The screening at the Museum of Tolerance is free and open to the public and will be followed by a discussion with Dvir and Zachmann, along with special guest Olivier Cojot-Goldberg, the son of Michel Cojot-Goldberg.

To learn more about the event and to RSVP, click here.

Telling America’s Stories

“Academics don’t usually publish books that get national attention — you hope, but don’t dare expect it,” says Jack Emerson Davis, UF professor of environmental history and sustainability studies. “I hoped for book reviews in The New York Times.

The Gulf — The Making of an American Sea, Davis’ latest book, exceeded his expectations. Not only did it get reviewed in The New York Times, but it also made the cover of The New York Times Book Review, saying, “In Davis’s hands, the story reads like a watery version of the history of the American West. Both places saw Spanish incursions from the south, mutual incomprehension in the meeting of Europeans and aboriginals, waves of disease that devastated the natives and a relentless quest by the newcomers for the raw materials of empire. There were scoundrels and hucksters, booms and busts, senseless killing in sublime landscapes and a tragic belief in the inexhaustible bounty of nature.”

In addition, The Gulf won the Kirkus Prize, was a finalist for the National Book Critics Circle Award, was a New York Times Notable Book, and made a number of other “best of” lists in national publications. (See our book review.)
The Gulf is Davis’ eighth book. Two of his books focus on race relations and civil rights. When Davis was working on his PhD at Brandeis University in the early 1990s, he vacillated between specializing in environmental history or race relations. Both fields interested him, but environmental history was in its nascent stage. “I decided strategically to put myself on the market as a race relations historian who could do environmental history,” he says.

As it turned out, Davis’ first job was at Eckerd College in St. Petersburg. “I was the first environmental historian they hired,” says Davis. “And I ended up in Pinellas County, where I grew up.” Davis then taught at the University of Alabama at Birmingham, where he directed the Environmental Studies Program before coming to UF in 2003 — where he also was the first environmental historian the university hired.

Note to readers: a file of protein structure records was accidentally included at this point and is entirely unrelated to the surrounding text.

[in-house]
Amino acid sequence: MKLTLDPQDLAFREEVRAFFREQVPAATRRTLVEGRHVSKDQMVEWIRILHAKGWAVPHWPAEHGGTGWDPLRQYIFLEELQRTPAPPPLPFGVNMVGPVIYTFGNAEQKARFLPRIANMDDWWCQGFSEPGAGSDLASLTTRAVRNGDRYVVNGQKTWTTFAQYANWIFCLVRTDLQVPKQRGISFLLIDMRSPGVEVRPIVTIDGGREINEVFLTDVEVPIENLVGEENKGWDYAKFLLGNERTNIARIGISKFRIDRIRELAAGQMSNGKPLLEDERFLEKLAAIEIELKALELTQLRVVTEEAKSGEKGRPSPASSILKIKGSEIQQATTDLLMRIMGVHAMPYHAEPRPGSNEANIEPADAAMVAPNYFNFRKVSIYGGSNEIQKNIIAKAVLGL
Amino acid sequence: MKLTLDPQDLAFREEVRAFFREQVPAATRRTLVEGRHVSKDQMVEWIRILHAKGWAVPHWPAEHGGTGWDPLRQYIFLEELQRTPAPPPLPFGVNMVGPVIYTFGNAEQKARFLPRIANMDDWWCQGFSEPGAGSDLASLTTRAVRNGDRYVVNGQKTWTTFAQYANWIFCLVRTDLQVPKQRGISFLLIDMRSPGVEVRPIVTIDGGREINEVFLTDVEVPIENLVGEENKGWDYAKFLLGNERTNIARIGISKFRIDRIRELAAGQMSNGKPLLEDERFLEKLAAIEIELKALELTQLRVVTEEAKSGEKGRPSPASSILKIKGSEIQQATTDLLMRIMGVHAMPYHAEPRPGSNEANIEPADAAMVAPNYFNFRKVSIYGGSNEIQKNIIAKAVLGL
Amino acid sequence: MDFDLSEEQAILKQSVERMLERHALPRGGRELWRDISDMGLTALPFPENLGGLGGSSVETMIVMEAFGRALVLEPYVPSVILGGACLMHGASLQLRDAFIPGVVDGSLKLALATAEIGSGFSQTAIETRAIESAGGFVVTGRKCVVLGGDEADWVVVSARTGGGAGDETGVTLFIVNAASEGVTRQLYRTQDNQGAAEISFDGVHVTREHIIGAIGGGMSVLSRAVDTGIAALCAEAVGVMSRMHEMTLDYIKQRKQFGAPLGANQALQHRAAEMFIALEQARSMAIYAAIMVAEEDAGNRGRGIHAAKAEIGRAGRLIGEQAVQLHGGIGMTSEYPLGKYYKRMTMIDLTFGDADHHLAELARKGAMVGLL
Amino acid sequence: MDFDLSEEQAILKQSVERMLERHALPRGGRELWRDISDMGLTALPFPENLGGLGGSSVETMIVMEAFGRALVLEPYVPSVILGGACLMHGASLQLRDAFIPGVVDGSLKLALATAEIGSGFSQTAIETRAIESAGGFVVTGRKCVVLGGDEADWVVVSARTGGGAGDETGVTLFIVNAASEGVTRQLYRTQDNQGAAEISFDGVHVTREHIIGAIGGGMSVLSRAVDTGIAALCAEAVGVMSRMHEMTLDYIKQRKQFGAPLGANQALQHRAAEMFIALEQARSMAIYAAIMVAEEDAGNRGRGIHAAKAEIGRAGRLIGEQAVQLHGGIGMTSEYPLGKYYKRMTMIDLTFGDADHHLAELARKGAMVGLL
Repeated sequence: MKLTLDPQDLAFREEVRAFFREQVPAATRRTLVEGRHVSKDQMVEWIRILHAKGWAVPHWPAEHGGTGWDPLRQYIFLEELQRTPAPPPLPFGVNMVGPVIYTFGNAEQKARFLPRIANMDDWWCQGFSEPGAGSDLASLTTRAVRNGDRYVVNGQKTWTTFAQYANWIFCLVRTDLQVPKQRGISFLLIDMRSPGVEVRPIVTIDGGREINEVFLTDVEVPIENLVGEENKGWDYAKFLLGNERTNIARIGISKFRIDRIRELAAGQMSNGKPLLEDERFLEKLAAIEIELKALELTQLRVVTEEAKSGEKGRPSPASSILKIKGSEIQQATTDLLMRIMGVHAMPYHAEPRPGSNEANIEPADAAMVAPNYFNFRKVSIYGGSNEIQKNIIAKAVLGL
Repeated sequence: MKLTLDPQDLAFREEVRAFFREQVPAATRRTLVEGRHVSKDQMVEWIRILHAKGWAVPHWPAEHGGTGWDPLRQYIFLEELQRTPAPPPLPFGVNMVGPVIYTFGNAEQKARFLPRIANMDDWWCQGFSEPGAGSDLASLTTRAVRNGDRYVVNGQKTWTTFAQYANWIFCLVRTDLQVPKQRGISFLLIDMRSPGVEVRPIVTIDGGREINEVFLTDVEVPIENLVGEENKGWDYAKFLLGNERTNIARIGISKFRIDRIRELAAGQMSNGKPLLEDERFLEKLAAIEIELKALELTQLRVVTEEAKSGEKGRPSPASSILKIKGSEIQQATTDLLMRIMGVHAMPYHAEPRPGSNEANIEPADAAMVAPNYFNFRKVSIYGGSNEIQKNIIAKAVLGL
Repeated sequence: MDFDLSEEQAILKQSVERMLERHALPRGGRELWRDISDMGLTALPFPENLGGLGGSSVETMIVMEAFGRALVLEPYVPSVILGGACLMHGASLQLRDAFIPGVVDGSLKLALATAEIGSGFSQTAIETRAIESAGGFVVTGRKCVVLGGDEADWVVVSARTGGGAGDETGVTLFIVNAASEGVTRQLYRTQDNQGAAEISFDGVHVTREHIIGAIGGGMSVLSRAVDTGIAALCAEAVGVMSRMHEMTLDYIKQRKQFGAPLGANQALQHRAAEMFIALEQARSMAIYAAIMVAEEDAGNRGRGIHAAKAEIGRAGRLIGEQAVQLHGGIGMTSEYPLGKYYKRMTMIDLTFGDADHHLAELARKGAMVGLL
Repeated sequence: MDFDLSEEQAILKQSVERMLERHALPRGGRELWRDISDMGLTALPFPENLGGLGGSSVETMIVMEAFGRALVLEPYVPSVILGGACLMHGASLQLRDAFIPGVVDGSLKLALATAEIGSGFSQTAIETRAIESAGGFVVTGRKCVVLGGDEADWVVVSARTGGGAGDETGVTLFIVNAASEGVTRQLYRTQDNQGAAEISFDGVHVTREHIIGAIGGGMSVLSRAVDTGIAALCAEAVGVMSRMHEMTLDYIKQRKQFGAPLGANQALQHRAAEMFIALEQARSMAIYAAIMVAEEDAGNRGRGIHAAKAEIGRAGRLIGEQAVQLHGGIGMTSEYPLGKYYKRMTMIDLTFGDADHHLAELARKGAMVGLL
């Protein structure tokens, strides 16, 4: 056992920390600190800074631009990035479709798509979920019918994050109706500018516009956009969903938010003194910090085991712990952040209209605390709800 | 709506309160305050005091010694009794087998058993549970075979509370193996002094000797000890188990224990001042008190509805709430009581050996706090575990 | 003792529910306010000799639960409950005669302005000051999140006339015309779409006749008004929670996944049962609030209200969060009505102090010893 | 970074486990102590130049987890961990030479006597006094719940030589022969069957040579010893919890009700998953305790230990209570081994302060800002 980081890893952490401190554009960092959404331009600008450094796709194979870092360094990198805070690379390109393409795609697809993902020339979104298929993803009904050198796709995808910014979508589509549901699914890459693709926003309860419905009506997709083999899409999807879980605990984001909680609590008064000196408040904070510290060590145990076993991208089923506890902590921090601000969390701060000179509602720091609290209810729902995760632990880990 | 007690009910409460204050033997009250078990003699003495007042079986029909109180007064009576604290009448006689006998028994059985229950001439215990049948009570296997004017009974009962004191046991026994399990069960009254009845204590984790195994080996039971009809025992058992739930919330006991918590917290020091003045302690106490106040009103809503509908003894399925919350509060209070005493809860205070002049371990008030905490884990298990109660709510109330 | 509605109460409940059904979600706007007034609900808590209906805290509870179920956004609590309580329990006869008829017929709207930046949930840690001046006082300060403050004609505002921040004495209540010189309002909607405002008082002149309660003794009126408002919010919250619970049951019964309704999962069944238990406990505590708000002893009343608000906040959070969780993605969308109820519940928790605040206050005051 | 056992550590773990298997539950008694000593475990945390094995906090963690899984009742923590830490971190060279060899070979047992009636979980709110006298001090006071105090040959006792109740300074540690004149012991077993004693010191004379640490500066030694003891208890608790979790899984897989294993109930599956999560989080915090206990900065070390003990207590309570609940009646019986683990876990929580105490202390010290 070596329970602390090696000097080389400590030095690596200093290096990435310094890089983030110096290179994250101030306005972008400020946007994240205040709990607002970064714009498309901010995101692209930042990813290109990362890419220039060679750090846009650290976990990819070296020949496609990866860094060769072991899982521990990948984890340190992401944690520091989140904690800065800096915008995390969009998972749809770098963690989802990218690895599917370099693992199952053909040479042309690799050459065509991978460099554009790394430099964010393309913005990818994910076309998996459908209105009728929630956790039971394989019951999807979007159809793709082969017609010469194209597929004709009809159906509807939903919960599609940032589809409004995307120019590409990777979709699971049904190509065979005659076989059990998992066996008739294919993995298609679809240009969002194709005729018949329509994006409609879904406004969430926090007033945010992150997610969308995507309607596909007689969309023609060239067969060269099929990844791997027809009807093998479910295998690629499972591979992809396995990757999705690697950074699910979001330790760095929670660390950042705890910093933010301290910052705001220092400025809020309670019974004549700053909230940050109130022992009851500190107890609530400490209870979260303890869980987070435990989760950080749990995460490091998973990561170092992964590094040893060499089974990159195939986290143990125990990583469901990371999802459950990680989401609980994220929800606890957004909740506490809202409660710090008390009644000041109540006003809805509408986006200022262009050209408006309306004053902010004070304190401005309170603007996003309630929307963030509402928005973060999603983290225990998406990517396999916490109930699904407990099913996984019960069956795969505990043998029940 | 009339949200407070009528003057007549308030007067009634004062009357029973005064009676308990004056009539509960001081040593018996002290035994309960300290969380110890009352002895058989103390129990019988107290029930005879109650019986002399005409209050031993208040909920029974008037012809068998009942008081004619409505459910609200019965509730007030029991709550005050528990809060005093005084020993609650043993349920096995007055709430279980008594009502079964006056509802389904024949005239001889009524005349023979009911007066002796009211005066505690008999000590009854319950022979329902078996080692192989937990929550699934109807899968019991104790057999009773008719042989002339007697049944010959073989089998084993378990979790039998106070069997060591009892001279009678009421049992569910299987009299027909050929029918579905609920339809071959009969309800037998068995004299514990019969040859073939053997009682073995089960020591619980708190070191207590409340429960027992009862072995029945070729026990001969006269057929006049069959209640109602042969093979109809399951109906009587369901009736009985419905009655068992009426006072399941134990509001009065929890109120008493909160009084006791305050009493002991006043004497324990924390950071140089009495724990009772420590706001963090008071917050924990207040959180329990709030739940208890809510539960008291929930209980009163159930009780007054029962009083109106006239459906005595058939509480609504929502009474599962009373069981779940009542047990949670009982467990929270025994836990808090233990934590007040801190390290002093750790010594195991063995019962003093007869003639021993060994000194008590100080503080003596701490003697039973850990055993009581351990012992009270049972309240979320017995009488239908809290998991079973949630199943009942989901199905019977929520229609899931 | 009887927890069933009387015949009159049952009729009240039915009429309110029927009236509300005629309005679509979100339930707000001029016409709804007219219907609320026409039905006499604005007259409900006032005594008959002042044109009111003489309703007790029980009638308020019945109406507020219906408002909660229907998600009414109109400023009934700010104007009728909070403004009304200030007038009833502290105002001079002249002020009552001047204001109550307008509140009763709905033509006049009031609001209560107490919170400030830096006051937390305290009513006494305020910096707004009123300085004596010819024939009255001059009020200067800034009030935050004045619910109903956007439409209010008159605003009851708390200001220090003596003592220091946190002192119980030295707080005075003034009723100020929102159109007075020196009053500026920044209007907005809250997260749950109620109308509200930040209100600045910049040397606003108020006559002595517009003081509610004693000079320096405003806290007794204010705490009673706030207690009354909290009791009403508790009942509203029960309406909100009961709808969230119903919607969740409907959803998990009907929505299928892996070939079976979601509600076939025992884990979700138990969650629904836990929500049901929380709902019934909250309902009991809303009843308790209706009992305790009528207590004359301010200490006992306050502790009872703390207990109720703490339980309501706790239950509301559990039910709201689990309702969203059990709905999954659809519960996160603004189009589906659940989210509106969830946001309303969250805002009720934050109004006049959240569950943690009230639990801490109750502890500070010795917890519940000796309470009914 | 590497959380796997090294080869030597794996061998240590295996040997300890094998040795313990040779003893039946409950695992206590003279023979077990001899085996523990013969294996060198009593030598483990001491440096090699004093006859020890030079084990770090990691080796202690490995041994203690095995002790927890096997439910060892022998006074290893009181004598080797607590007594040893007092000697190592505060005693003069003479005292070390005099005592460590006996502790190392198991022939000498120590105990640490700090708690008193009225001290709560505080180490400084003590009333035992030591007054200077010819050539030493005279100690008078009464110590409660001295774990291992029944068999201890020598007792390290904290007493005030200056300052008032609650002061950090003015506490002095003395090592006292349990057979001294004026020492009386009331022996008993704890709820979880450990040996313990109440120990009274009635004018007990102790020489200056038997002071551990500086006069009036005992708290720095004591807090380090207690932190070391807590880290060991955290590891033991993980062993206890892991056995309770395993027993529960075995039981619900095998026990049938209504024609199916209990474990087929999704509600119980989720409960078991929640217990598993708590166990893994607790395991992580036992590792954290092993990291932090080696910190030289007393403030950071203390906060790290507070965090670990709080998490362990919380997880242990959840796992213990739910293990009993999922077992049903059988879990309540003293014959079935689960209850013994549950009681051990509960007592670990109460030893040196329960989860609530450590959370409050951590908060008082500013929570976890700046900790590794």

Davis is a committed academic who chose to publish with a trade press because he believed The Gulf was an important book that should have a readership outside of the academy. “This book is about America and its relationship with its sea,” he says. “I was very conscious about bringing in historical figures from the Northeast, Midwest, even the British Isles, to show how Americans, and not just Gulf siders, are a part of the Gulf of Mexico history, how the Gulf of Mexico was, as nature was, a historical agent that shaped the lives of people who not just dwelled beside its waters but people from other parts of the country.”

When Davis first conceived of The Gulf, the Deepwater Horizon accident that dumped 130 million gallons of oil into the Gulf of Mexico had not yet happened. That Davis was writing a history of the Gulf around the same time that the largest oil spill in history was having a profoundly deleterious effect on his subject was coincidental, and it gave him a focus not to be about the spill, which he says, “seemed to rob the Gulf of Mexico of its true identity, and I wanted to restore it, to show people that the Gulf is more than an oil spill, more than a sun beach. It’s got a rich, natural history connected to Americans, and it’s not integrated into the larger American historical narrative. That’s a wrong I wanted to correct.”

Davis’ next book is Bird of Paradox — How the Bald Eagle Saved the Soul of America, a natural and cultural history of the bald eagle. Says Davis, “I want to flesh out the connection between nature and national identity.”

Breast surgical oncologist Lea Blackwell has been treating both women and men with breast cancer since 2008. Wanting to find a way to make their recovery more comfortable, she developed the Blackwell Bra.

What inspired you to invent the Blackwell Bra?

When I did my surgical training, we wrapped patients in an Ace Elastic Bandage. In my fellowship training, we had a surgical compression bra that we instructed the patients to wear for six weeks. When I started my surgical practice in Fort Myers, we used a surgical bra with a front Velcro closure. Every patient complained — it was uncomfortable but more uncomfortable without it. I started wondering if I could make my own bra.

Have you received a patent for your invention?

In May of 2011, patent attorneys advised me I had a patentable idea. In November of 2011, I applied for a patent for my “post-operative compression bra” and received my first patent in July, 2014. I now have three additional patents. I have two more items, a bra for women after heart and lung surgery that I’m calling the Thoracic Compression Bra and the Drain Apron, to help manage drain bulbs after surgery. I have the trademark on “Blackwell Bra” and one pending for “Dr. Blackwell.”

What makes the Blackwell Bra unique?